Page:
the sisterhood of mothers

Sometimes my husband leaves for long business trips.  Sometimes I get lonely.  Sometimes the days get very long and I’m not the mother, the friend, the person I want to be.  Sometimes it’s very hard.

But sometimes, when he’s gone, it’s not hard at all.

In August my husband was sent on a 16 day business trip to India.  It was quite possibly the hardest 2 weeks of my life.  Because I have no shame, I even grieved publicly about it here.

It the midst of it all, however, I did spend one beautiful day with my sister Ruth.  We spent the day canning tomatoes, making a year’s supply of salsa and pizza sauce.  I lugged pails of tomatoes and peppers and onions in from her garden, cleaned out jalapenos and cried while chopping a mountain of onions.  Ruth sweated over a steaming pot and rinsed pails of tomatoes.  Through all of the work we chased our kids around her farm, house, yard, trampoline, playhouse, tree house.  We dealt with chickens, kittens, a dog and a bunny, 2 meals, nap time, potty training.

It was hectic, it was real work but it was so good.  The type of good that pulls you out of yourself and forces you to look up and realize that life is good, work is good and you have much to be grateful for.

Above all else on that day I was grateful for my sister.

As we diced veggies and fed kids and processed jars we talked about the ordinary things.  Our husband’s jobs, sassy little girls, grocery shopping, teething, school, NFP, cooking, new cars, marriage, kids, God, fears, hopes, regrets, unyielding faith.

What we talked about was simple, often interrupted, and what any sister would talk to a sister about it.  But, those words that passed between us, like all of the words that have passed between us since I became a mother, sustain me.

My sister Ruth has taught me to be a mother–but even more than that, on that day I was so grateful to share motherhood with her.  In those small moments as we rinse dishes or nurse babies, in the moments between big moments, when we have a chance to laugh about all of the craziness, I have learned to live this life and love it.  When the kids are screaming, pots boiling over and the baby’s dirty, I look over at her and she smiles.  Yup, this is our life, she seems to say.  This is what we both do, every day.  It’s rough, but we are willing to keep going because we know it’s worth it.

We are mothers, and sisters in the journey.

Although my younger sister Maria lives on the other side of the country, we too have shared these little moments when we can connect as mothers and wives.  We talk about things we can’t talk about with anyone else, things that aren’t dirty.  Things that are important and private and holy.

This past April I found myself in a car with Maria for 2 hours.  Babies in the back needed attention sporadically, but for the most part we were free to talk.  And here’s the thing about Maria, she doesn’t mess around with small talk.  In fact, I don’t think she’s capable of small talk.  When you are with her you talk about God and Sex and Truth.  And I love that.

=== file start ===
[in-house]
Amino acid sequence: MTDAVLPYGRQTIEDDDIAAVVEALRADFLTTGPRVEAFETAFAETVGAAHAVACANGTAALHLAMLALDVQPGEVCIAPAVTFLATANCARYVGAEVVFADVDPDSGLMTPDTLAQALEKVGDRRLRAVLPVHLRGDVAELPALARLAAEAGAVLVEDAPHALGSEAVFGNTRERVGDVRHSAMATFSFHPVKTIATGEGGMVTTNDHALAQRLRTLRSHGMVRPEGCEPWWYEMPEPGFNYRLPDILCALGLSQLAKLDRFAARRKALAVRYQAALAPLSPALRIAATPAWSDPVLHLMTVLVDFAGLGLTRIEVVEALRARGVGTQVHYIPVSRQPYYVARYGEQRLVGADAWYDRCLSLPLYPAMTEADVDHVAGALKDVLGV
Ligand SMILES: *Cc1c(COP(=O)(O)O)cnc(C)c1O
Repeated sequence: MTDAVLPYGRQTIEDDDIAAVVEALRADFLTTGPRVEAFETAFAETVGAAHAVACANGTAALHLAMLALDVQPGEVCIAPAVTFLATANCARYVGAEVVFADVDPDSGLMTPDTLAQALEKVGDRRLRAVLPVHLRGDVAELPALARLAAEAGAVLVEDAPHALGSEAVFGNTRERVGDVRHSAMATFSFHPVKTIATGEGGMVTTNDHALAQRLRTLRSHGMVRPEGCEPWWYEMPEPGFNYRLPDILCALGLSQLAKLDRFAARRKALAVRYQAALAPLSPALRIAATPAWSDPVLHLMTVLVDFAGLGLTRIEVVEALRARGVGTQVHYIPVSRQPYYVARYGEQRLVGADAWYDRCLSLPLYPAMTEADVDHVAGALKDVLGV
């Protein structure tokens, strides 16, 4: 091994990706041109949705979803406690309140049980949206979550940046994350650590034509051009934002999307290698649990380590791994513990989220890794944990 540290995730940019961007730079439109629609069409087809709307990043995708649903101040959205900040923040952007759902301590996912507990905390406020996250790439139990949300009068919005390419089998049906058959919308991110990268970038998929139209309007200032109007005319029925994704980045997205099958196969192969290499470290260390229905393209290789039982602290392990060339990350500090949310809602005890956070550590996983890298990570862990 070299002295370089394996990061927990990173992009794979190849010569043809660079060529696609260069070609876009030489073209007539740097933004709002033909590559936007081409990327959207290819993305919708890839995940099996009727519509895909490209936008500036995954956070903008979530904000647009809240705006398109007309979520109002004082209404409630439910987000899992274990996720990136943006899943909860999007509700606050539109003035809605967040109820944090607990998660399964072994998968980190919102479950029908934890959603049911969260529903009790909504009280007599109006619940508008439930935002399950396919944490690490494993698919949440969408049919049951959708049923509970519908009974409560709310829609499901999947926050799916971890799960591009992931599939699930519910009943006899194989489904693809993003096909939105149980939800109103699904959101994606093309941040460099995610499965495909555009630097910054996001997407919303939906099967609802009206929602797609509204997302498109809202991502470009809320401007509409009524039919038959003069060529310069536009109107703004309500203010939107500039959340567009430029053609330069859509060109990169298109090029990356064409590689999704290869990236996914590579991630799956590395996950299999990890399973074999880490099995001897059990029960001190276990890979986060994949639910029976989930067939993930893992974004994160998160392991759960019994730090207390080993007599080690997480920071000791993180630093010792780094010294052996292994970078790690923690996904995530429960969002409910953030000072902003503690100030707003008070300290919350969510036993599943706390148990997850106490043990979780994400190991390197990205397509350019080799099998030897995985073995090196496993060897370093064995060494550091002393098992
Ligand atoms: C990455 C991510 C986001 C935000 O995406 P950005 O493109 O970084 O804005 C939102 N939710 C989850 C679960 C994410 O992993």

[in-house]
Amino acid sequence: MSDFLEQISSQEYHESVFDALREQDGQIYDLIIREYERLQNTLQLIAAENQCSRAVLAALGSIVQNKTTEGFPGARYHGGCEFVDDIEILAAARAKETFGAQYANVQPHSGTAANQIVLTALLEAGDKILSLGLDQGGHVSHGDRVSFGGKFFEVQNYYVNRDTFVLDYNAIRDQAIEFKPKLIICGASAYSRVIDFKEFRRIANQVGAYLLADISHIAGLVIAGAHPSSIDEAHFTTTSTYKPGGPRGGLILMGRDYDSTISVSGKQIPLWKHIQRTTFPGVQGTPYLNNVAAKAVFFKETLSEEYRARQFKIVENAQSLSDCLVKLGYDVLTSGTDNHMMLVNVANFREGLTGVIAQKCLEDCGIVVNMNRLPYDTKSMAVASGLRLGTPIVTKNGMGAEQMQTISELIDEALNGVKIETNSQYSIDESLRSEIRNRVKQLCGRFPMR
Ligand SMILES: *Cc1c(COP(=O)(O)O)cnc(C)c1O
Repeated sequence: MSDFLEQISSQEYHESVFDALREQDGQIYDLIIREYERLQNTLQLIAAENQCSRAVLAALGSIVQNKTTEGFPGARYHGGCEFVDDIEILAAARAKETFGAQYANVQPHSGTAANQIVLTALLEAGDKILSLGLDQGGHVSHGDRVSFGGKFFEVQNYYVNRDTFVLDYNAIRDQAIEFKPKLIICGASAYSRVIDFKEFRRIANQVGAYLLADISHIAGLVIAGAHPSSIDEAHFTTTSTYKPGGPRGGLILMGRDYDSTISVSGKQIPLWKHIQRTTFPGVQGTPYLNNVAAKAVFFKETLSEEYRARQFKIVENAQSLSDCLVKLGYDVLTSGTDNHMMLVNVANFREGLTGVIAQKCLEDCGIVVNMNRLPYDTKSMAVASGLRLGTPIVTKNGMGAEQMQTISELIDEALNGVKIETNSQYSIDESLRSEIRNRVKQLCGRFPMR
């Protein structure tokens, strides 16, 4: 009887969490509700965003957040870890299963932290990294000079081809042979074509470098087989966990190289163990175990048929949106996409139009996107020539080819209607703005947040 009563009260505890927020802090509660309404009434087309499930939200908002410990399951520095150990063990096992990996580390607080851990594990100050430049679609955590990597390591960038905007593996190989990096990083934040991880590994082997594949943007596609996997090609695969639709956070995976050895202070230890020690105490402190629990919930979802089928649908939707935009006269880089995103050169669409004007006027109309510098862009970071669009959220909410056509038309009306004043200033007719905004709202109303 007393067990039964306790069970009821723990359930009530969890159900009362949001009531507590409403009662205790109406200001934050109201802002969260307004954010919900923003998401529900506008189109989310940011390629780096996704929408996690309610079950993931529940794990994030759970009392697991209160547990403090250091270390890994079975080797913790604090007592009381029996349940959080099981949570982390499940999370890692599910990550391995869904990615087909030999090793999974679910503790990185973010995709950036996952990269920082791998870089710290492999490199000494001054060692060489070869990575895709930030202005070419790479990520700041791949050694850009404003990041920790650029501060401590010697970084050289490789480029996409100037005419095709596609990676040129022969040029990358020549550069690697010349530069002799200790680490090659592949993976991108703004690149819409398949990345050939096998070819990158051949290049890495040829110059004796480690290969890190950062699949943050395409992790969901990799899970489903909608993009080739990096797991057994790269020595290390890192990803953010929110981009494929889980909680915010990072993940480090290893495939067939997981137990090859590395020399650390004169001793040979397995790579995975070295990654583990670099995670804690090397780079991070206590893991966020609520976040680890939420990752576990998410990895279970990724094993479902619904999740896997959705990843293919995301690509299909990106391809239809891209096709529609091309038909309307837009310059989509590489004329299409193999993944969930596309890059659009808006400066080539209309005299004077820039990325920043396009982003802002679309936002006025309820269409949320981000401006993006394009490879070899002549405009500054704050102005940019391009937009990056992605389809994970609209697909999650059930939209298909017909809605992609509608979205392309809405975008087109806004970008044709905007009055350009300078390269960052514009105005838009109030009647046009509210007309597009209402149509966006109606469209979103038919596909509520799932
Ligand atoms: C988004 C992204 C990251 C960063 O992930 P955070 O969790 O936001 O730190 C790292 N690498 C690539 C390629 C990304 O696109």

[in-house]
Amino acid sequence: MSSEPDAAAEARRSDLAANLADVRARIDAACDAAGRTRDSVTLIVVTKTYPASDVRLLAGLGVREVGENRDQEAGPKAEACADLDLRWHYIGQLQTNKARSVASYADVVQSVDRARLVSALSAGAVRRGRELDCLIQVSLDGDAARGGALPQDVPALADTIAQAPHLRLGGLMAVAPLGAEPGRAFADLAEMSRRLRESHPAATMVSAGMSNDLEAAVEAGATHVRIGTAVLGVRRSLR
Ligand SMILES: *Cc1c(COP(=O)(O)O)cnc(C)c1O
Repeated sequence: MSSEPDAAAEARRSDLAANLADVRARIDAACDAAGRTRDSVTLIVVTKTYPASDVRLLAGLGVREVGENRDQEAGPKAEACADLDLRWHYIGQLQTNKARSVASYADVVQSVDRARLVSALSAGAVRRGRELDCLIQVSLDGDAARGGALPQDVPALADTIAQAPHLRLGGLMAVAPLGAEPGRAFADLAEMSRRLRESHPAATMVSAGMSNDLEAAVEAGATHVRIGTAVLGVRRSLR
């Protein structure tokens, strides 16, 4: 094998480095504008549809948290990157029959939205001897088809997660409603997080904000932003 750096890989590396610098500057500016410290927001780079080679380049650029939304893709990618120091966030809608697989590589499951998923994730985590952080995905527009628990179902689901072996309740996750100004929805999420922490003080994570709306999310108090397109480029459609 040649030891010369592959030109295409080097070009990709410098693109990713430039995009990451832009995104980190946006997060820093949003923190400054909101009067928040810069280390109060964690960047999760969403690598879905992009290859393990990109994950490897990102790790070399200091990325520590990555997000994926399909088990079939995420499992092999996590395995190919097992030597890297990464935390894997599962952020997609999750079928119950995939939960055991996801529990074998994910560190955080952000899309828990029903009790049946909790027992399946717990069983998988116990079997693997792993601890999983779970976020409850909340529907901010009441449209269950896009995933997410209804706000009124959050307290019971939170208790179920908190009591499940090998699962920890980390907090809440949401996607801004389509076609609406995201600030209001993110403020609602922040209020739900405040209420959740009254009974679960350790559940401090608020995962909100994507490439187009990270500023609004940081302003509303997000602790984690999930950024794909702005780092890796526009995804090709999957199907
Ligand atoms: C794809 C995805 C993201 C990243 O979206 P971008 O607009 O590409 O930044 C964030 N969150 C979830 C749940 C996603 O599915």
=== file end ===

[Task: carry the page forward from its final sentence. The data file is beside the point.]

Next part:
When you are with Maria you talk about the truth of motherhood.  The stuff that actually matters.  It is exhilarating to dig to the depths of marriage and motherhood with a sisters and grab unto what is beneath it all–grab onto what we share as wives and mothers, what what gives all of this meaning.  To have the privilege of wrestling with God.

I know it sounds epic.  But that’s because it is.

We are mothers, both of us.  And this is the truth we share.

with the kids
Ruth, Maria and me with our kids (only 1 is missing)

I love my sisters.  They are easily my best friends.  But this sisterhood, if I dare to call it that, doesn’t end there.  There are so many women in my life that have shared in motherhood with me–and I feel a sisterhood with each of them.

I am blessed to belong to a tremendous group of Catholic Women, all young mothers like me.  We have been meeting since I first started dating my husband.  In fact, most of us became mothers as part of this group.  There isn’t anything I would hesitate to tell these women.  I trust them and depend on them.

I have a wonderful, faith-filled mother myself who I have relied on heavily over these last 4 years of motherhood.  After I have a baby I don’t want help from anyone expect my mom.  And she knows that.  She takes care of me when Bill is traveling for work and for that I am so grateful.  She is the one that taught Ruth and I had to can.  She’s amazing.

There are so many more–women I journeyed through pregnancy with, met at the park, grew up with, met through marriage…  In fact, I love it when someone I know is expecting their first baby.  I am bursting with excitement because I just can’t wait for them to be part of this sisterhood.

The sisterhood of mothers.

I kind of like how that sounds.  Makes us sound strong, which of course we are.

Sure, we might complain about morning sickness or engorgement or toddler tantrums or potty training but we are mothers.  We are strong.  We are capable and even after the worst day we still love our kids.

So carry on sister.  Carry on.  And if the days get rough, which they will, find another mom, talk about it, laugh about it, cry about it and remember that you are not doing this alone.  

If you don’t have a strong group of mothers in your life supporting you through the rough and lonely days, please try and find one.  Talk to that other mom at the park, call up an old friend, join the mom’s group at your church, email me!  We all need to know that we aren’t doing this alone.  We all need a sister.

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